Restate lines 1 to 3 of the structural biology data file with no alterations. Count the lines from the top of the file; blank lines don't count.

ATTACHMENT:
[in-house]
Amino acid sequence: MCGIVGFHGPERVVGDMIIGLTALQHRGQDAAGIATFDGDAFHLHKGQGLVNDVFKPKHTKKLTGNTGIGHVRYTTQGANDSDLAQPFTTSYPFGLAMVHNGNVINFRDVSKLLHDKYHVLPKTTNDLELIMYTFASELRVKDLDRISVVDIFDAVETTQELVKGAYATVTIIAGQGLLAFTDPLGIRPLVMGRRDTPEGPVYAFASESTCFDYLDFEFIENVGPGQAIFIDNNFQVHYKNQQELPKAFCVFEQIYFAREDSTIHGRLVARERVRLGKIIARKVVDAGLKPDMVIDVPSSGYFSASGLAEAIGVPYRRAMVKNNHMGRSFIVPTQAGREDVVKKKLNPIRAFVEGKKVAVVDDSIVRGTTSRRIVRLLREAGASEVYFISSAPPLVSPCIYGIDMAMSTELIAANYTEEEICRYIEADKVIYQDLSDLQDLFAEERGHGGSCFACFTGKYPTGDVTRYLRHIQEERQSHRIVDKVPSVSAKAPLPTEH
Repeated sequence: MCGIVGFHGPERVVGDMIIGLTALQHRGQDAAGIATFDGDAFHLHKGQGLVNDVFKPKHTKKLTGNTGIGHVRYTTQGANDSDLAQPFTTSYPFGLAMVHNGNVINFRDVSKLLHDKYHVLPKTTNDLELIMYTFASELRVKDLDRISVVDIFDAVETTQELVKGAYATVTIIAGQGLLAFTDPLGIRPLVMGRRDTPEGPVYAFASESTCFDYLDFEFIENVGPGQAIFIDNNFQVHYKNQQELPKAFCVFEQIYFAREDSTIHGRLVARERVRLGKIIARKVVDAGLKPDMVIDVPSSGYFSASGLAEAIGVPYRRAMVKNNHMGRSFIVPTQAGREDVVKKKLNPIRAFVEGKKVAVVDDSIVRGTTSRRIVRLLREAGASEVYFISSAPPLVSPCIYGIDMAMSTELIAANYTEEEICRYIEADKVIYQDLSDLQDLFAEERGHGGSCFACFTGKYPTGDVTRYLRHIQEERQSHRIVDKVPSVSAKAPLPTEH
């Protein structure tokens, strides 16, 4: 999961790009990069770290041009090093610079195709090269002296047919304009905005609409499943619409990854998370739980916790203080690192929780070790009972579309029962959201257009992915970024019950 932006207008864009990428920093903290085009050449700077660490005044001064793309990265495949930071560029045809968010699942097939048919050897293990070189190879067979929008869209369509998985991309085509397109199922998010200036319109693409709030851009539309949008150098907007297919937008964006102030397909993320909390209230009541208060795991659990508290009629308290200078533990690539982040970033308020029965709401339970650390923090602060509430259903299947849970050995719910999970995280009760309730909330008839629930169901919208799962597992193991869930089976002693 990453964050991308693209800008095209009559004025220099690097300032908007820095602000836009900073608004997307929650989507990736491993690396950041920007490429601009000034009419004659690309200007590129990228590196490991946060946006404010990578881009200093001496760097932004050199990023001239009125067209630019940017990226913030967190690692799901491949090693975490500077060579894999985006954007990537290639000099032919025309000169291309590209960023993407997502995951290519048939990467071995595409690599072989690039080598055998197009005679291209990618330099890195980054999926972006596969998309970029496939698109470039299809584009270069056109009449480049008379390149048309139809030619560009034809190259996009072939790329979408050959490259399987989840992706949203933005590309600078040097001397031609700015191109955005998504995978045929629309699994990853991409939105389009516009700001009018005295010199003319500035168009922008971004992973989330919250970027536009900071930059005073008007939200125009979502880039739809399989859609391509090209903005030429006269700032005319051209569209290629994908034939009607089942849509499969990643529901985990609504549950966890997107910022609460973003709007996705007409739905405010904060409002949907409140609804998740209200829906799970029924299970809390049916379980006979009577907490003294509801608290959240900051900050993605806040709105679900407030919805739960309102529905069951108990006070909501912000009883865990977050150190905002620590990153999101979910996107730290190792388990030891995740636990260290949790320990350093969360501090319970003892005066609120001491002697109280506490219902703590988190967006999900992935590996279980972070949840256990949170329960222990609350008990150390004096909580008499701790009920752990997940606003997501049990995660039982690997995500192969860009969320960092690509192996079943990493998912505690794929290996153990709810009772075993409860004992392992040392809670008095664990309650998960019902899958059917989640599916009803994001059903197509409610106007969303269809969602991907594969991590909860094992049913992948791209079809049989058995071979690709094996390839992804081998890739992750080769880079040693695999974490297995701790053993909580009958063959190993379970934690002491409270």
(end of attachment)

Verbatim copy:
[in-house]
Amino acid sequence: MCGIVGFHGPERVVGDMIIGLTALQHRGQDAAGIATFDGDAFHLHKGQGLVNDVFKPKHTKKLTGNTGIGHVRYTTQGANDSDLAQPFTTSYPFGLAMVHNGNVINFRDVSKLLHDKYHVLPKTTNDLELIMYTFASELRVKDLDRISVVDIFDAVETTQELVKGAYATVTIIAGQGLLAFTDPLGIRPLVMGRRDTPEGPVYAFASESTCFDYLDFEFIENVGPGQAIFIDNNFQVHYKNQQELPKAFCVFEQIYFAREDSTIHGRLVARERVRLGKIIARKVVDAGLKPDMVIDVPSSGYFSASGLAEAIGVPYRRAMVKNNHMGRSFIVPTQAGREDVVKKKLNPIRAFVEGKKVAVVDDSIVRGTTSRRIVRLLREAGASEVYFISSAPPLVSPCIYGIDMAMSTELIAANYTEEEICRYIEADKVIYQDLSDLQDLFAEERGHGGSCFACFTGKYPTGDVTRYLRHIQEERQSHRIVDKVPSVSAKAPLPTEH
Repeated sequence: MCGIVGFHGPERVVGDMIIGLTALQHRGQDAAGIATFDGDAFHLHKGQGLVNDVFKPKHTKKLTGNTGIGHVRYTTQGANDSDLAQPFTTSYPFGLAMVHNGNVINFRDVSKLLHDKYHVLPKTTNDLELIMYTFASELRVKDLDRISVVDIFDAVETTQELVKGAYATVTIIAGQGLLAFTDPLGIRPLVMGRRDTPEGPVYAFASESTCFDYLDFEFIENVGPGQAIFIDNNFQVHYKNQQELPKAFCVFEQIYFAREDSTIHGRLVARERVRLGKIIARKVVDAGLKPDMVIDVPSSGYFSASGLAEAIGVPYRRAMVKNNHMGRSFIVPTQAGREDVVKKKLNPIRAFVEGKKVAVVDDSIVRGTTSRRIVRLLREAGASEVYFISSAPPLVSPCIYGIDMAMSTELIAANYTEEEICRYIEADKVIYQDLSDLQDLFAEERGHGGSCFACFTGKYPTGDVTRYLRHIQEERQSHRIVDKVPSVSAKAPLPTEH